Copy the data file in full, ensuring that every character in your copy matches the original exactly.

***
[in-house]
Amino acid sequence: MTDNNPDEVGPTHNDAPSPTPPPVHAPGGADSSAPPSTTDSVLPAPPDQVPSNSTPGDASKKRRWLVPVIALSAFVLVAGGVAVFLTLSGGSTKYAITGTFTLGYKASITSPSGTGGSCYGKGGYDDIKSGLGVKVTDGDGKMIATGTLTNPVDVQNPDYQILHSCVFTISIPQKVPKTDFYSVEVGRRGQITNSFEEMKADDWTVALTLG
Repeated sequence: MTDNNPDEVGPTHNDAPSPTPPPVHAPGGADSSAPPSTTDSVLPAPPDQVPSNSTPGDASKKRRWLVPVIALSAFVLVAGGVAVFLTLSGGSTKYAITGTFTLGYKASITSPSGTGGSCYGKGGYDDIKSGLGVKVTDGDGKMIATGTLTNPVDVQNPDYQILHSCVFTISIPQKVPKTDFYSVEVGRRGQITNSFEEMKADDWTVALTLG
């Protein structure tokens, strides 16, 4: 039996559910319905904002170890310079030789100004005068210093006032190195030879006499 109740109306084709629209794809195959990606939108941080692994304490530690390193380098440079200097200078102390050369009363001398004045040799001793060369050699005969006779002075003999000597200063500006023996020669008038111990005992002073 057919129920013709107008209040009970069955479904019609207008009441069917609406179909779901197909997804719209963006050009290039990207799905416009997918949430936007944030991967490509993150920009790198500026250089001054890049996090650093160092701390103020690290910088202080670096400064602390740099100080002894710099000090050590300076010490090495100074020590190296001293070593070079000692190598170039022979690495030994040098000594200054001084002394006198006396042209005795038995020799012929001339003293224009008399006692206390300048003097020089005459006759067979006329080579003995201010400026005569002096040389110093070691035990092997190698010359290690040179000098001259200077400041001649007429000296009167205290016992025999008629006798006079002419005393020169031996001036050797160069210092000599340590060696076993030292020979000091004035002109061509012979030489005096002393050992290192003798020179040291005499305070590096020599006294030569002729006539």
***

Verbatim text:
[in-house]
Amino acid sequence: MTDNNPDEVGPTHNDAPSPTPPPVHAPGGADSSAPPSTTDSVLPAPPDQVPSNSTPGDASKKRRWLVPVIALSAFVLVAGGVAVFLTLSGGSTKYAITGTFTLGYKASITSPSGTGGSCYGKGGYDDIKSGLGVKVTDGDGKMIATGTLTNPVDVQNPDYQILHSCVFTISIPQKVPKTDFYSVEVGRRGQITNSFEEMKADDWTVALTLG
Repeated sequence: MTDNNPDEVGPTHNDAPSPTPPPVHAPGGADSSAPPSTTDSVLPAPPDQVPSNSTPGDASKKRRWLVPVIALSAFVLVAGGVAVFLTLSGGSTKYAITGTFTLGYKASITSPSGTGGSCYGKGGYDDIKSGLGVKVTDGDGKMIATGTLTNPVDVQNPDYQILHSCVFTISIPQKVPKTDFYSVEVGRRGQITNSFEEMKADDWTVALTLG
């Protein structure tokens, strides 16, 4: 039996559910319905904002170890310079030789100004005068210093006032190195030879006499 109740109306084709629209794809195959990606939108941080692994304490530690390193380098440079200097200078102390050369009363001398004045040799001793060369050699005969006779002075003999000597200063500006023996020669008038111990005992002073 057919129920013709107008209040009970069955479904019609207008009441069917609406179909779901197909997804719209963006050009290039990207799905416009997918949430936007944030991967490509993150920009790198500026250089001054890049996090650093160092701390103020690290910088202080670096400064602390740099100080002894710099000090050590300076010490090495100074020590190296001293070593070079000692190598170039022979690495030994040098000594200054001084002394006198006396042209005795038995020799012929001339003293224009008399006692206390300048003097020089005459006759067979006329080579003995201010400026005569002096040389110093070691035990092997190698010359290690040179000098001259200077400041001649007429000296009167205290016992025999008629006798006079002419005393020169031996001036050797160069210092000599340590060696076993030292020979000091004035002109061509012979030489005096002393050992290192003798020179040291005499305070590096020599006294030569002729006539």